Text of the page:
Forget the debates. Why do people often prefer one candidate over another? It all depends on how they look.
Research shows that without even realizing it, voters are unwittingly drawn to the attractive contender. Good-looking candidates are seen as more trustworthy, likable, intelligent and able. It's not that people are superficial; it is in our nature to be susceptible to beauty.
In Survival of the Prettiest: The Science of Beauty, Nancy Etcoff highlights how beauty creates a "halo effect"--the assumption of other positive qualities about that person. It is the belief that if they are pretty, well then they must be good:
Good-looking adults are more likely to get away with anything from shoplifting to cheating on exams to committing serious crimes. They are less likely to get reported (they aren't being eyed suspiciously), and if they are reported, they are less likely to get accused or penalized.
Smiling faces are deemed more appealing too. Even beautiful women (think Kristen Stewart, January Jones, and model Tyra Banks) who are photographed frowning or looking a little too serious are judged negatively. The ubiquitous internet meme, RBF, which stands for Resting Bitch Face, speaks volumes about how women are evaluated based on their appearance and the expectation to be sparkly and cheerful.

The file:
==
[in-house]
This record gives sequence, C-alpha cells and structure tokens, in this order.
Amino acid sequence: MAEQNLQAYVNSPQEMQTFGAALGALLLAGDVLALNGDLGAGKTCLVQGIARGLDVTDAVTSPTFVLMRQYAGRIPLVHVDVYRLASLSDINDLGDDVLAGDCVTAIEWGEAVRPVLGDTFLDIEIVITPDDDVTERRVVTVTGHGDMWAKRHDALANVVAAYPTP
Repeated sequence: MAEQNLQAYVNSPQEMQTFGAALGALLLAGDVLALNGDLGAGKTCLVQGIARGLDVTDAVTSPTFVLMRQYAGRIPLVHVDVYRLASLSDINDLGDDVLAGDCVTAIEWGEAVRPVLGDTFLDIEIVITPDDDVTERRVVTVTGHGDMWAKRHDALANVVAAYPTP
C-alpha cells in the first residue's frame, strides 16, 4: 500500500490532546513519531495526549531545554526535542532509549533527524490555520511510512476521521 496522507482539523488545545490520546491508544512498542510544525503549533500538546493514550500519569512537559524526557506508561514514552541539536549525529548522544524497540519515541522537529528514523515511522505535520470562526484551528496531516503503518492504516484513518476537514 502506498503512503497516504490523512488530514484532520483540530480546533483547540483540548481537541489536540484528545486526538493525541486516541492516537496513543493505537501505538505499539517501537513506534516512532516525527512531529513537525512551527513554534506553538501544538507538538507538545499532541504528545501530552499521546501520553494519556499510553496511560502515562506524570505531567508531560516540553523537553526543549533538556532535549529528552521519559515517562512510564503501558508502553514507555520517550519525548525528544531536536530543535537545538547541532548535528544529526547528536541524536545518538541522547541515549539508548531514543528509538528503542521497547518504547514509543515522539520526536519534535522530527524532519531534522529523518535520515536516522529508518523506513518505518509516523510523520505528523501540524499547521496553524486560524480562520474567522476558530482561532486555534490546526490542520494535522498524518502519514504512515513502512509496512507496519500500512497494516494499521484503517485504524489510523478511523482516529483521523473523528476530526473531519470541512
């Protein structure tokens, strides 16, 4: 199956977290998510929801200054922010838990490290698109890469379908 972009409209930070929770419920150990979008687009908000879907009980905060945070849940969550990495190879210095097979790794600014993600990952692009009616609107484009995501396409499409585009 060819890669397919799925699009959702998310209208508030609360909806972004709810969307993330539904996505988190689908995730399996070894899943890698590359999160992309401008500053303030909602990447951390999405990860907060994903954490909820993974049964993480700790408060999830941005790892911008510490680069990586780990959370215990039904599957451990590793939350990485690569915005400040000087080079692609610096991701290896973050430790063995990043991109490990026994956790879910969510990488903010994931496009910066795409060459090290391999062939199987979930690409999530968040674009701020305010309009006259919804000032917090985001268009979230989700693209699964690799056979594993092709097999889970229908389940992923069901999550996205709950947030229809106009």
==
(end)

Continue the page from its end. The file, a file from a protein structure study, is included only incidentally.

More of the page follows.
Judgment based on appearance can have serious consequences, even life and death ones. A recent study revealed that inmates whose faces were rated as untrustworthy were more likely to receive a death sentence than those whose faces were rated as trustworthy. The lead researchers underscore how facial bias can shape decision-making:
The American justice system is built on the idea that it is blind to all but the objective facts, as exemplified by the great lengths we go to make sure that jurors enter the courts unbiased and are protected from outside influences during their service. Of course, this ideal does not always match reality.
It turns out looks really can kill.
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